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HI, I'm new to Linux I used a free program which installs a distribution on a usb flash drive to be used. Some of you may know the one I ...
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  1. #1
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    Problems with booting from USB


    HI, I'm new to Linux

    I used a free program which installs a distribution on a usb flash drive to be used. Some of you may know the one I speak of.

    I use it to install "ubderstudent" on it, and it starts up just fine, however the problem comes when I start it up a second time.

    When I start it up, it treats it as the first time I have ever used it, that is, that it hasn't saved any of the software I installed, any of the user accounts I created, any of the files I saved... you get the idea.

    Does anyone know why it treats every startup via the USB as a brand new start? and how I can fix it? I don't really want to install it on a seperate partition on my hard drive and would love to be able to boot it from the USB flash drive, but it's not going to be possible unless I can save stuff when using it.

    EDIT: Now I've had a look around the site, this might be worth moving to the "newbie" section

  2. #2
    Linux Engineer TNFrank's Avatar
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    Give UNetbootin a try to make up a "Live" USB stick to do the install. It's super simple to use and works with all Linux Distros that I've tried. Then, after you give that a try get back to us.

  3. #3
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    That's the very thing I used.

    It isn't isolated to UberStudent, I tried the same with Trisquel, same problem, it treats each time I boot it up as the first time I've ever booted it up.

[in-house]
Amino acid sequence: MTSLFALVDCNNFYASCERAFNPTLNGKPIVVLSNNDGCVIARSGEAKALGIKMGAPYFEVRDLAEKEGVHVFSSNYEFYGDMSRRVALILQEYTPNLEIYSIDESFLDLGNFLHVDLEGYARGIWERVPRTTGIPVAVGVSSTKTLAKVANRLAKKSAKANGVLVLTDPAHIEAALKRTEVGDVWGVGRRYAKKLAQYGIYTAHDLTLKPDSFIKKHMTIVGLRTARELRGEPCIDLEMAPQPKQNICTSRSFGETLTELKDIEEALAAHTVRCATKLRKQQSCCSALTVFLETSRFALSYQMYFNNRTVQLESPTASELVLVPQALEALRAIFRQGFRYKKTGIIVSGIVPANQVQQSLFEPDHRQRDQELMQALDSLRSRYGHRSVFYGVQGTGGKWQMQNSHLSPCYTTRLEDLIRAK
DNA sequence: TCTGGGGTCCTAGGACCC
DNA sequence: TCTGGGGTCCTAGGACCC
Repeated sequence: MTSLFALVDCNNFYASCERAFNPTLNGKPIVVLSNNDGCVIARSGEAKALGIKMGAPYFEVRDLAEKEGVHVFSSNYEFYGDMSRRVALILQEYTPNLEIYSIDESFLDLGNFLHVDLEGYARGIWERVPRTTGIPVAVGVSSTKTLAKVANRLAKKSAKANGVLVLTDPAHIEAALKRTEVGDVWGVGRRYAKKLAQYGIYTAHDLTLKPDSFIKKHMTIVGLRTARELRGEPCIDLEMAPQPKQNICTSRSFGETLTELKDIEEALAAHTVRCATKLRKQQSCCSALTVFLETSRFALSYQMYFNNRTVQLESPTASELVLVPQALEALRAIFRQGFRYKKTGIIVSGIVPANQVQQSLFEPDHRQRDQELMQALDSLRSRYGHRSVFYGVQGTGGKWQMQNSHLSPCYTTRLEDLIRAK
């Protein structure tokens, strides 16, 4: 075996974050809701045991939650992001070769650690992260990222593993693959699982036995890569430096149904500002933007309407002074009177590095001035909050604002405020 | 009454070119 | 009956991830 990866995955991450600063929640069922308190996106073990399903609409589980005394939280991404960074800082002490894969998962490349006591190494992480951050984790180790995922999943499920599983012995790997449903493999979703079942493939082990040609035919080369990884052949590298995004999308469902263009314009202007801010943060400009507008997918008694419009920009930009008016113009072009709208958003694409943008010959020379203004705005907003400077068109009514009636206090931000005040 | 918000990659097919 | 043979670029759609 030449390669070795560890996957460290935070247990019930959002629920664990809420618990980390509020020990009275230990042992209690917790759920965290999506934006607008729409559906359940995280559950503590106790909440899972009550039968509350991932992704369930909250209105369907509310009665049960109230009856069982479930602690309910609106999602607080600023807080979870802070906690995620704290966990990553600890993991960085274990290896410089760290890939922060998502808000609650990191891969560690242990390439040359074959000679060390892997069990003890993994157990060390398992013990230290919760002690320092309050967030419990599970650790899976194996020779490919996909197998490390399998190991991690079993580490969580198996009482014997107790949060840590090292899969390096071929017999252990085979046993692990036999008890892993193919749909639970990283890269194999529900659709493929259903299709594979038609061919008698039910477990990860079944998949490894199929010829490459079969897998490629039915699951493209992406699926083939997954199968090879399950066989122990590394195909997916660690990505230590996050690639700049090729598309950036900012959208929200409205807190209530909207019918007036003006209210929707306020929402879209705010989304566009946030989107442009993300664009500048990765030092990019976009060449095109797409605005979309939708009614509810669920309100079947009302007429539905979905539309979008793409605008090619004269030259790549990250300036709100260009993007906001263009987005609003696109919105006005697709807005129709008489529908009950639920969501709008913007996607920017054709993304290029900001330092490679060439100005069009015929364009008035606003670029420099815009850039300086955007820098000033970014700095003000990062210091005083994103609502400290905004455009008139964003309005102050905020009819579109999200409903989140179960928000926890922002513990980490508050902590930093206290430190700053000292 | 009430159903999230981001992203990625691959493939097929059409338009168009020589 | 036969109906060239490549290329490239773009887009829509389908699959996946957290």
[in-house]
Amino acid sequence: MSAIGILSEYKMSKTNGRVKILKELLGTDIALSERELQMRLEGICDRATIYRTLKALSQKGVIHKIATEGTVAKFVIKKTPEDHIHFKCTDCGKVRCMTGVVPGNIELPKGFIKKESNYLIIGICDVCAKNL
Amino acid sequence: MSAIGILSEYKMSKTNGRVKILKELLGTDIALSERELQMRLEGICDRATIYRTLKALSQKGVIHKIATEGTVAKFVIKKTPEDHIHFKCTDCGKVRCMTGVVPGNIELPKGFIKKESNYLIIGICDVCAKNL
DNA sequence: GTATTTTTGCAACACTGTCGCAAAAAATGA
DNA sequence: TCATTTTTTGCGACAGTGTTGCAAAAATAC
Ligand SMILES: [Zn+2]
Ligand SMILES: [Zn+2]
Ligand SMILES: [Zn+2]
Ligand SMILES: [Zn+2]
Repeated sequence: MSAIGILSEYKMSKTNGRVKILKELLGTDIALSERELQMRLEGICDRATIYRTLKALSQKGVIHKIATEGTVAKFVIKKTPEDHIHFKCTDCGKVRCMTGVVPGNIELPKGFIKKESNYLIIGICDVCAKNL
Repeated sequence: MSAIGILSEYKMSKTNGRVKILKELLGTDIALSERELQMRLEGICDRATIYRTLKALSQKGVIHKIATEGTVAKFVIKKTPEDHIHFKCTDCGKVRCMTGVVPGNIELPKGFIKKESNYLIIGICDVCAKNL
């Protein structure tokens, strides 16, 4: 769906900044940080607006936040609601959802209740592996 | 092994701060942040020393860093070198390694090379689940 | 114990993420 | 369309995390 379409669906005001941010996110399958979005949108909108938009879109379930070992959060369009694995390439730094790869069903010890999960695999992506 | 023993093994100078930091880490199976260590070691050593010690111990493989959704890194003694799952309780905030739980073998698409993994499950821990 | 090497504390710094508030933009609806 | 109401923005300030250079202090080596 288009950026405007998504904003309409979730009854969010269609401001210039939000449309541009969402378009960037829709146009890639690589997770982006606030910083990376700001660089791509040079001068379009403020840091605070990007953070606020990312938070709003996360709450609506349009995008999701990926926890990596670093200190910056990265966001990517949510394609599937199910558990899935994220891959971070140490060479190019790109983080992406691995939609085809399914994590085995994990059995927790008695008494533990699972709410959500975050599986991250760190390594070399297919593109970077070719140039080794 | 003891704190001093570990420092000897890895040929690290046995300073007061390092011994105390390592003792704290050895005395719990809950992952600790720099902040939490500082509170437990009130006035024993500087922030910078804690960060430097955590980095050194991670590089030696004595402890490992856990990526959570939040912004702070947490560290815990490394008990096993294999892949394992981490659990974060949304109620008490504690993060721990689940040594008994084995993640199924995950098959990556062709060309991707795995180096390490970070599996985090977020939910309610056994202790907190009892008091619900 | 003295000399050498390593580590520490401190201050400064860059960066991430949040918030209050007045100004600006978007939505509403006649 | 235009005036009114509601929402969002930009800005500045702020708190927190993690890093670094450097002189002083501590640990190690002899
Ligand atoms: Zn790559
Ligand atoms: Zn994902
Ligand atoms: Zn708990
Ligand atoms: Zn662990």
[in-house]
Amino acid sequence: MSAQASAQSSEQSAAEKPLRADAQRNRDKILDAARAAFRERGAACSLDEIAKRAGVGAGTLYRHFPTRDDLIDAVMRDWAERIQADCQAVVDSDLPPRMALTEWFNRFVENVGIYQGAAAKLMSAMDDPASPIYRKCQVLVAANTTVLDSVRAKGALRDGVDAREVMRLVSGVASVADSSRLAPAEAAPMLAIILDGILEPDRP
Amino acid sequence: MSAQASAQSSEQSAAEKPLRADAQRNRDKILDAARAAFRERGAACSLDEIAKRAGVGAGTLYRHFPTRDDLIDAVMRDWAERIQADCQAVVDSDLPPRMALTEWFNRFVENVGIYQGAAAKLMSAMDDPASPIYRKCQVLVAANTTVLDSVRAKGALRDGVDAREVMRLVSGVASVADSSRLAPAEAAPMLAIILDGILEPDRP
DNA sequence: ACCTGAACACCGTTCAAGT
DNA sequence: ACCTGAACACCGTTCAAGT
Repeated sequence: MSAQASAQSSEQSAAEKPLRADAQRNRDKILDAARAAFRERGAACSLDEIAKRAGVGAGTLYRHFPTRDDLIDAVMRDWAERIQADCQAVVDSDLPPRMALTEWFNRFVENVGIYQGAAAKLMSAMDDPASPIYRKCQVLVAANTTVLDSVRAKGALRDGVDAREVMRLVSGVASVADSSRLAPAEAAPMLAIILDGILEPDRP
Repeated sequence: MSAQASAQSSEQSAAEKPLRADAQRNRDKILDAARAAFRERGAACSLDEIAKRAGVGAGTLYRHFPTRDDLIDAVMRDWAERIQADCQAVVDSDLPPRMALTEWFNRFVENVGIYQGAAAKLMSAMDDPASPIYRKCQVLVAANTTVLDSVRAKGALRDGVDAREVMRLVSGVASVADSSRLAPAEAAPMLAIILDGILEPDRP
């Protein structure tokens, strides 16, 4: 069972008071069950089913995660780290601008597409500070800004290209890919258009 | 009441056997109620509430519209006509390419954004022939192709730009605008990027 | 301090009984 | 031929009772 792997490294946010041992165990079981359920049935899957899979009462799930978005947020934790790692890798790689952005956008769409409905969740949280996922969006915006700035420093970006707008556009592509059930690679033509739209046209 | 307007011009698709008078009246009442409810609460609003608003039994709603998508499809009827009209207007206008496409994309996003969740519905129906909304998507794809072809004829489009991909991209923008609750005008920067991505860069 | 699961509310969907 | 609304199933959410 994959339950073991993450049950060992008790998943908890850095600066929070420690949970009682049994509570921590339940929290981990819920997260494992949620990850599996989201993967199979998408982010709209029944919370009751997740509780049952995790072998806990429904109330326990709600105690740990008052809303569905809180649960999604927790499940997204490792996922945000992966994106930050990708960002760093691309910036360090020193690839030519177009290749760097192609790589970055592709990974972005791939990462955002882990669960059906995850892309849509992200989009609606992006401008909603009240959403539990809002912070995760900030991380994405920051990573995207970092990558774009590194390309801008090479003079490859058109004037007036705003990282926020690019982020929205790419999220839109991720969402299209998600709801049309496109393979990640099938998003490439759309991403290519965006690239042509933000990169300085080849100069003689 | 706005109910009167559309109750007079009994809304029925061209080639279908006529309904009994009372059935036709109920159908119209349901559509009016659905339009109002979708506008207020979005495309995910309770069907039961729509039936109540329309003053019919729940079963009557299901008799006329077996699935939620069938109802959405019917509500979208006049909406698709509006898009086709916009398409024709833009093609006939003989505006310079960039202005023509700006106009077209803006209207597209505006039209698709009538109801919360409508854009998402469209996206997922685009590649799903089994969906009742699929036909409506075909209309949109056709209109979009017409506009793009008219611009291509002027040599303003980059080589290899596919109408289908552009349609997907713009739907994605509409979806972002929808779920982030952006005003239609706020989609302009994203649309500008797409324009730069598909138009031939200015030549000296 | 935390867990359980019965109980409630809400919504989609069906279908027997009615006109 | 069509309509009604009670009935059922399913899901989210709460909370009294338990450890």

4. #4
    Linux Engineer TNFrank's Avatar
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    Unless you're running an Ubuntu variant and add persistence when you install the iso you'll not keep any settings so when you reboot to the Live USB it'll always be like the first time you booted to it.

  5. #5
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    Most of the programs used for this purpose (you neglected to mention which one you used? ) do and are meant to do exactly what you report. It is simply a Live CD on a flash drive and is a read-only system. You will not be able to save anything on reboot unless you do as suggested above and create it with persistence or do an actual install to the flash drive. For a full install, you would need more drive space. Unetbootin can do that for some systems, mostly Ubuntu derivatives. Don't know if it would work with the two you mention as I've never heard of either.

  6. #6
    Linux Engineer TNFrank's Avatar
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    First I would suggest that you use at least an 8GB USB stick. Then when you use UNetbootin to install an Ubuntu variant Op System put 2000 MB into the box labeled "Persistence" , that'll give you "memory" for installs and changes that you do when booted to the USB. If you plan on installing a lot of stuff then move up to a 16GB USB and up the Persistence. You'll need around 6GB for many of the installs(5.7GB IIRC for Ubuntu) sometimes a bit less but let's just say 6GB so you'll have plenty of room. Give it another try and report back to us.

  7. #7
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    Thanks guys, I'll give that a bash soon, probably after my Uni exam on Monday as until then I'm studying.

    I'm using an 8gb stick, so we'll see how it goes.

  8. #8
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    I noticed on re-reading your posts that you had indicated you used unetbootin. As explained above, you can create a persistent file for most Ubuntu distributions. If you format as FAT32 filesystem, I believe the maximum size is 4GB. If you use an ext2 filesystem you can create a larger persistent file. If you have problems while creating a large persistent file, just do the minimun and later you can delete the casper-rw file (the persistent file) and create a larger one on a separate partition.

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